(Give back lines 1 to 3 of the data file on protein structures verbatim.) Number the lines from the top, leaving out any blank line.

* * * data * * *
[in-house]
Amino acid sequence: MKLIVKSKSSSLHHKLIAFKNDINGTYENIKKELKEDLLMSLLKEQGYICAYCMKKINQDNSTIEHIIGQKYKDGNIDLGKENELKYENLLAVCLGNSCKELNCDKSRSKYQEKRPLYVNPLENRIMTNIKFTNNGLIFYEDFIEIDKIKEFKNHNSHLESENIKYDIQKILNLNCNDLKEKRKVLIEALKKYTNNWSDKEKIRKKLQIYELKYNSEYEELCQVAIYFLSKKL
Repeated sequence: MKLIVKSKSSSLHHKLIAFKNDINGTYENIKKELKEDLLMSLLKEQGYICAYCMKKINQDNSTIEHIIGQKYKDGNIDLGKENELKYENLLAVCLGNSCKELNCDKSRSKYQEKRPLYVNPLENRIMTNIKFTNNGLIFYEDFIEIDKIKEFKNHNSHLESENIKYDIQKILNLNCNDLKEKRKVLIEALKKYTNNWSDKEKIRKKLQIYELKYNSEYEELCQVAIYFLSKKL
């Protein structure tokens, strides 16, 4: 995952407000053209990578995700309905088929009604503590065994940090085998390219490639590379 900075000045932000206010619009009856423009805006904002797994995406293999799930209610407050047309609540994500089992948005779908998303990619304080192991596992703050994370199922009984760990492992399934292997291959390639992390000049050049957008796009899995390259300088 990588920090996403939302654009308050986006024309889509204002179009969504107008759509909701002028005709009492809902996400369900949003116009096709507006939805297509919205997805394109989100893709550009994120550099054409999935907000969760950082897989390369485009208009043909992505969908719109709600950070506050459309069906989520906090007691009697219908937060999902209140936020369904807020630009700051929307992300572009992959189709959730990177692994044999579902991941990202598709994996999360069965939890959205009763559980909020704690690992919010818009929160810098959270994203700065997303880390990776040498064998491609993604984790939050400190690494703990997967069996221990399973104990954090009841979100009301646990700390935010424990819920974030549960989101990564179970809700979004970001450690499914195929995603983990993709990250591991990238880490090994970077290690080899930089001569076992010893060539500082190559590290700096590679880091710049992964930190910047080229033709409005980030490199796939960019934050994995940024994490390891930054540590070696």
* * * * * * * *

[in-house]
Amino acid sequence: MKLIVKSKSSSLHHKLIAFKNDINGTYENIKKELKEDLLMSLLKEQGYICAYCMKKINQDNSTIEHIIGQKYKDGNIDLGKENELKYENLLAVCLGNSCKELNCDKSRSKYQEKRPLYVNPLENRIMTNIKFTNNGLIFYEDFIEIDKIKEFKNHNSHLESENIKYDIQKILNLNCNDLKEKRKVLIEALKKYTNNWSDKEKIRKKLQIYELKYNSEYEELCQVAIYFLSKKL
Repeated sequence: MKLIVKSKSSSLHHKLIAFKNDINGTYENIKKELKEDLLMSLLKEQGYICAYCMKKINQDNSTIEHIIGQKYKDGNIDLGKENELKYENLLAVCLGNSCKELNCDKSRSKYQEKRPLYVNPLENRIMTNIKFTNNGLIFYEDFIEIDKIKEFKNHNSHLESENIKYDIQKILNLNCNDLKEKRKVLIEALKKYTNNWSDKEKIRKKLQIYELKYNSEYEELCQVAIYFLSKKL